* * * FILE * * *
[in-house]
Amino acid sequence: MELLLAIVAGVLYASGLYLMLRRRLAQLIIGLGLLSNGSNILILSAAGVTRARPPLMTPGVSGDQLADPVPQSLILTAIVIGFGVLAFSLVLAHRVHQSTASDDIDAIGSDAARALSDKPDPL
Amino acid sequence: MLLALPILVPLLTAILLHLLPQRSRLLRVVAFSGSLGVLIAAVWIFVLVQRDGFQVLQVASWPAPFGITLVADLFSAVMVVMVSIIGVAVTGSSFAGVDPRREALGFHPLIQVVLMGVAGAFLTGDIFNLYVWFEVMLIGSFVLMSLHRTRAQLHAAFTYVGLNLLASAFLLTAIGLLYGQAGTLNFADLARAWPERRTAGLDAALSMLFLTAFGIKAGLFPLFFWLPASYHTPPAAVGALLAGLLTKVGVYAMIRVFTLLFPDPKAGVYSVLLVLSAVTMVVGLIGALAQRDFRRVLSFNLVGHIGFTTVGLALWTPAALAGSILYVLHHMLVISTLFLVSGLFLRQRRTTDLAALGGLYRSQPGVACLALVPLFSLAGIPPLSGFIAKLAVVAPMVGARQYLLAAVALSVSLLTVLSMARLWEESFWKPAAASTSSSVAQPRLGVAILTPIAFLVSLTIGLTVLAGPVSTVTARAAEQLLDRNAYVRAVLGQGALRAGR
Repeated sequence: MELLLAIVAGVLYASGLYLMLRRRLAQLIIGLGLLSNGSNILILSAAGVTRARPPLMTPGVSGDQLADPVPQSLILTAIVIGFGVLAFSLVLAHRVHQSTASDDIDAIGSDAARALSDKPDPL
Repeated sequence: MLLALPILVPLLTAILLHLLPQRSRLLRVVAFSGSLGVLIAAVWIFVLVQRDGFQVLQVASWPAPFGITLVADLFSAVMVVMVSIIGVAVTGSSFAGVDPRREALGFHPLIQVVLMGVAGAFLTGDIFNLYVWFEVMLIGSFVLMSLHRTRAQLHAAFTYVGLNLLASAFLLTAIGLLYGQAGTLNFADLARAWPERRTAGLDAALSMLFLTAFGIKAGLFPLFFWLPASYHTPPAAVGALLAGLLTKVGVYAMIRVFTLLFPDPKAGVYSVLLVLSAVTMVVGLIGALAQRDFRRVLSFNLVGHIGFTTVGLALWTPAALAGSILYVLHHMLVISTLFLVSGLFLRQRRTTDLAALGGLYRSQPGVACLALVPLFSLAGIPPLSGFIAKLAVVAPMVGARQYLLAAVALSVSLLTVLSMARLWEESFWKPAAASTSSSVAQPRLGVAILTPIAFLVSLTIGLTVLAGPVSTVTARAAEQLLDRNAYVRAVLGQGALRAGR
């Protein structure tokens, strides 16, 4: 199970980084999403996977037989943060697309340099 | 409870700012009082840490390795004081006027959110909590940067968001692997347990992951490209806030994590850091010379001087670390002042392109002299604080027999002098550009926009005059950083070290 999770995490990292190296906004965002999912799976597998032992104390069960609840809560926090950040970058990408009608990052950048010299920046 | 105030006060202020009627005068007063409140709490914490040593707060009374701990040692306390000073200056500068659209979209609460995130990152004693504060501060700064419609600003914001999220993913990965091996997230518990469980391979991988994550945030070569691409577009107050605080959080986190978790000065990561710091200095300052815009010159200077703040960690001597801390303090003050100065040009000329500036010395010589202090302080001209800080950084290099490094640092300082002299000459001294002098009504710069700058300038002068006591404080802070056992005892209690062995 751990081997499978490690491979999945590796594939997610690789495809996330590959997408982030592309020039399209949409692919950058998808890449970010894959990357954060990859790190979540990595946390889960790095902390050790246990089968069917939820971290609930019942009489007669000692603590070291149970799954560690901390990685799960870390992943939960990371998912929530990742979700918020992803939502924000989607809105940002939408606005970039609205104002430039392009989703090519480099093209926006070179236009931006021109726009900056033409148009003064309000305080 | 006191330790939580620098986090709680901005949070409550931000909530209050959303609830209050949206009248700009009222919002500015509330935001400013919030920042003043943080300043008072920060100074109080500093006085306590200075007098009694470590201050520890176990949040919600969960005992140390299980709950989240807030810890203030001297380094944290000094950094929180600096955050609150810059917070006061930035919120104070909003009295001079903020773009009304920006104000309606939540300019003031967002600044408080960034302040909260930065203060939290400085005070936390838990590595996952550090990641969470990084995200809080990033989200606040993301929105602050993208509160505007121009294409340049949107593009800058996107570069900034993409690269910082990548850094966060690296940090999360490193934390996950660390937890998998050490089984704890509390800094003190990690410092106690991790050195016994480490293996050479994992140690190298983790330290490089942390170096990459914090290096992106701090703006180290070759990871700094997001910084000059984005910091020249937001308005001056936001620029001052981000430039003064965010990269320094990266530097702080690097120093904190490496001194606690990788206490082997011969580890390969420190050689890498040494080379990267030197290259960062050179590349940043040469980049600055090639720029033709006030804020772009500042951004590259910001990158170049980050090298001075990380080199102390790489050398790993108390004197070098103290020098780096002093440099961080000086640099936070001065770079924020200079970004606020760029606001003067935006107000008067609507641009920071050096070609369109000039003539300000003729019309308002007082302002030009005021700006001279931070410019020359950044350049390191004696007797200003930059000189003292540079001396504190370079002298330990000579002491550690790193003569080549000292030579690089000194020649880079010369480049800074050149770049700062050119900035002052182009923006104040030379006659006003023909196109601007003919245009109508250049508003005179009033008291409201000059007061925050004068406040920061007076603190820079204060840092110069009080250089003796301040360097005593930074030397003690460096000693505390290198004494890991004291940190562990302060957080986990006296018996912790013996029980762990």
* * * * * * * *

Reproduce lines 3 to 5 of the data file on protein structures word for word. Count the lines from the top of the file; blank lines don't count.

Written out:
Amino acid sequence: MLLALPILVPLLTAILLHLLPQRSRLLRVVAFSGSLGVLIAAVWIFVLVQRDGFQVLQVASWPAPFGITLVADLFSAVMVVMVSIIGVAVTGSSFAGVDPRREALGFHPLIQVVLMGVAGAFLTGDIFNLYVWFEVMLIGSFVLMSLHRTRAQLHAAFTYVGLNLLASAFLLTAIGLLYGQAGTLNFADLARAWPERRTAGLDAALSMLFLTAFGIKAGLFPLFFWLPASYHTPPAAVGALLAGLLTKVGVYAMIRVFTLLFPDPKAGVYSVLLVLSAVTMVVGLIGALAQRDFRRVLSFNLVGHIGFTTVGLALWTPAALAGSILYVLHHMLVISTLFLVSGLFLRQRRTTDLAALGGLYRSQPGVACLALVPLFSLAGIPPLSGFIAKLAVVAPMVGARQYLLAAVALSVSLLTVLSMARLWEESFWKPAAASTSSSVAQPRLGVAILTPIAFLVSLTIGLTVLAGPVSTVTARAAEQLLDRNAYVRAVLGQGALRAGR
Repeated sequence: MELLLAIVAGVLYASGLYLMLRRRLAQLIIGLGLLSNGSNILILSAAGVTRARPPLMTPGVSGDQLADPVPQSLILTAIVIGFGVLAFSLVLAHRVHQSTASDDIDAIGSDAARALSDKPDPL
Repeated sequence: MLLALPILVPLLTAILLHLLPQRSRLLRVVAFSGSLGVLIAAVWIFVLVQRDGFQVLQVASWPAPFGITLVADLFSAVMVVMVSIIGVAVTGSSFAGVDPRREALGFHPLIQVVLMGVAGAFLTGDIFNLYVWFEVMLIGSFVLMSLHRTRAQLHAAFTYVGLNLLASAFLLTAIGLLYGQAGTLNFADLARAWPERRTAGLDAALSMLFLTAFGIKAGLFPLFFWLPASYHTPPAAVGALLAGLLTKVGVYAMIRVFTLLFPDPKAGVYSVLLVLSAVTMVVGLIGALAQRDFRRVLSFNLVGHIGFTTVGLALWTPAALAGSILYVLHHMLVISTLFLVSGLFLRQRRTTDLAALGGLYRSQPGVACLALVPLFSLAGIPPLSGFIAKLAVVAPMVGARQYLLAAVALSVSLLTVLSMARLWEESFWKPAAASTSSSVAQPRLGVAILTPIAFLVSLTIGLTVLAGPVSTVTARAAEQLLDRNAYVRAVLGQGALRAGR